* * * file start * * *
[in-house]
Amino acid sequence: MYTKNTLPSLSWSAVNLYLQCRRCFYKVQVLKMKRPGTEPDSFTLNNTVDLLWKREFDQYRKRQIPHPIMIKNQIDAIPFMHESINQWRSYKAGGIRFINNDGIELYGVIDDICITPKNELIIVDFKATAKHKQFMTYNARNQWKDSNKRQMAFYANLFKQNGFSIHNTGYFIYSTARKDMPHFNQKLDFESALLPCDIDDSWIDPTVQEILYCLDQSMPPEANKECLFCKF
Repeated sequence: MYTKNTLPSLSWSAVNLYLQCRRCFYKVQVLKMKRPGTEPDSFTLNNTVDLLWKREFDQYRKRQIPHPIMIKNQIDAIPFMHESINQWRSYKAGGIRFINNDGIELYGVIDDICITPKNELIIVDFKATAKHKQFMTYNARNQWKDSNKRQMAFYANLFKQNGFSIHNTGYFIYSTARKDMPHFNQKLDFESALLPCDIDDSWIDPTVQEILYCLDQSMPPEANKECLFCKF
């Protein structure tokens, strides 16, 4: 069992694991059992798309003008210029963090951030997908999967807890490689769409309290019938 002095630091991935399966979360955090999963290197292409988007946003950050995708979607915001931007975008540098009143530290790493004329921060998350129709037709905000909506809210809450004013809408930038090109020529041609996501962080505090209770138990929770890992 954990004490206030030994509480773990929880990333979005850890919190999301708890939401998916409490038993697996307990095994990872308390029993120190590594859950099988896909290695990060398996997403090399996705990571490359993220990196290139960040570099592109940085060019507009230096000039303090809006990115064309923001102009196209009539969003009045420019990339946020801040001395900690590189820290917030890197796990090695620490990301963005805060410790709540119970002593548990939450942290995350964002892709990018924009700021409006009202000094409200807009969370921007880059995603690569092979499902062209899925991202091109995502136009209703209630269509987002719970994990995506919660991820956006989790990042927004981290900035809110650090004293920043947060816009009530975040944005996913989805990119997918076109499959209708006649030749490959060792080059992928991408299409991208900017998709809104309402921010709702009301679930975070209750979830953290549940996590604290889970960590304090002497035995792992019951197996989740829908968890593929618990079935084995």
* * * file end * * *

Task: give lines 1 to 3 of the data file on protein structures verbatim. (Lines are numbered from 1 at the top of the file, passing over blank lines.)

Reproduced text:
[in-house]
Amino acid sequence: MYTKNTLPSLSWSAVNLYLQCRRCFYKVQVLKMKRPGTEPDSFTLNNTVDLLWKREFDQYRKRQIPHPIMIKNQIDAIPFMHESINQWRSYKAGGIRFINNDGIELYGVIDDICITPKNELIIVDFKATAKHKQFMTYNARNQWKDSNKRQMAFYANLFKQNGFSIHNTGYFIYSTARKDMPHFNQKLDFESALLPCDIDDSWIDPTVQEILYCLDQSMPPEANKECLFCKF
Repeated sequence: MYTKNTLPSLSWSAVNLYLQCRRCFYKVQVLKMKRPGTEPDSFTLNNTVDLLWKREFDQYRKRQIPHPIMIKNQIDAIPFMHESINQWRSYKAGGIRFINNDGIELYGVIDDICITPKNELIIVDFKATAKHKQFMTYNARNQWKDSNKRQMAFYANLFKQNGFSIHNTGYFIYSTARKDMPHFNQKLDFESALLPCDIDDSWIDPTVQEILYCLDQSMPPEANKECLFCKF